Fordham University            The Jesuit University of New York

The Beck Institute
The Bertram M. Beck Institute on Religion and Poverty


The Bertram M. Beck Institute on Religion and Poverty is an ecumenical institute that partners with New York City interfaith religious and lay leaders who are moved to alleviate poverty in our affluent society.  It is committed to preparing leaders who promote social justice and serve the poor.

Founded in 1999 and based at Fordham University's Graduate School of Social Service, the Beck Institute promotes interdisciplinary collaboration across University departments and with the broader community through conferences, symposia and workshops, publications and media projects, research and courses.

               PREMIERE FILM EVENT

On Thursday, May 2, 2013 Fordham University GSS held the Premiere Screening of the documentary film "Our Daily Bread", produced by the Beck Institute on Religion and Poverty.   

In spite of being one of the richest cities in the world, one in five New York City residents use emergency food services (soup kitchens and food pantries) each year.

One out of four are children.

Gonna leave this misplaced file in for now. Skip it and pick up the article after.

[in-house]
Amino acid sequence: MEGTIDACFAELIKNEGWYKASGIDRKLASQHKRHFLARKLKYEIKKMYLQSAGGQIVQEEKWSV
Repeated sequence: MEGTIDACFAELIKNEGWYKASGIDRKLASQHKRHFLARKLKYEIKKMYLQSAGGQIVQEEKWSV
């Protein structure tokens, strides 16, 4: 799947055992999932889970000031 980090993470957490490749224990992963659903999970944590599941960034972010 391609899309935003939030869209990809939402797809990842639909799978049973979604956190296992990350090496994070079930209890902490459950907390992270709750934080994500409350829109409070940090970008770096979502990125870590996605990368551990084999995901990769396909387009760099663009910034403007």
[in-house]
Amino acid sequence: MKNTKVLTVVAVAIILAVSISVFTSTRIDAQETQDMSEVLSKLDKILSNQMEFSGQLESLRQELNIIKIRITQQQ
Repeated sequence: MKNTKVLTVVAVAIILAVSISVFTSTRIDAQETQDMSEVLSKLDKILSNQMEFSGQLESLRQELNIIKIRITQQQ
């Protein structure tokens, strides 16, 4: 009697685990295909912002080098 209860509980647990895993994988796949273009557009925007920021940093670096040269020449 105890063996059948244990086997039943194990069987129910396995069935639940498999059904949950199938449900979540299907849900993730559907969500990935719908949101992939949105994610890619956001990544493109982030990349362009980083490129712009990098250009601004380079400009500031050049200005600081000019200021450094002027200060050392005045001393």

This film documents the work of three of the largest food programs in the city, serving over 1 million New Yorkers each year.

Each program began with someone knocking at the door of a neighborhood house of worship.

This 45 minute documentary film produced by The Beck Institute on Religion and Poverty documents the ground breaking, innovative work of three faith-based emergency food programs.

At the conclusion of the premiere screening, there was a panel conversation with the audience on the topic of hunger in New York City, what is being done, and the work that remains ahead.



When Dale Lindquist, L.C.S.W., D.Min., began co-directing Fordham GSS' Beck Institute on Religion and Poverty a few years ago, one of his first projects was to compile data on ways that New York City's faith community was serving the city's poor.  What he found out astonished him.

"Many don't realize how much the faith community is doing to help," said Lindquist.  "From large programs in dedicated buildings to very modest programs running out of basements in churches, synagogues and mosques, there are incredible stories."

A former documentary filmmaker who now directs the online master's in social work program at the Graduate School of Social Service, Lindquist combined his passion for social service with his love of film to direct, shoot, and edit, "Our Daily Bread: Feeding the Hungry in New York City."  The 45-minute documentary profiles three emergency food programs in New York City, all organized and run by churches and their affiliates.

Site  | Directories
Submit Search Request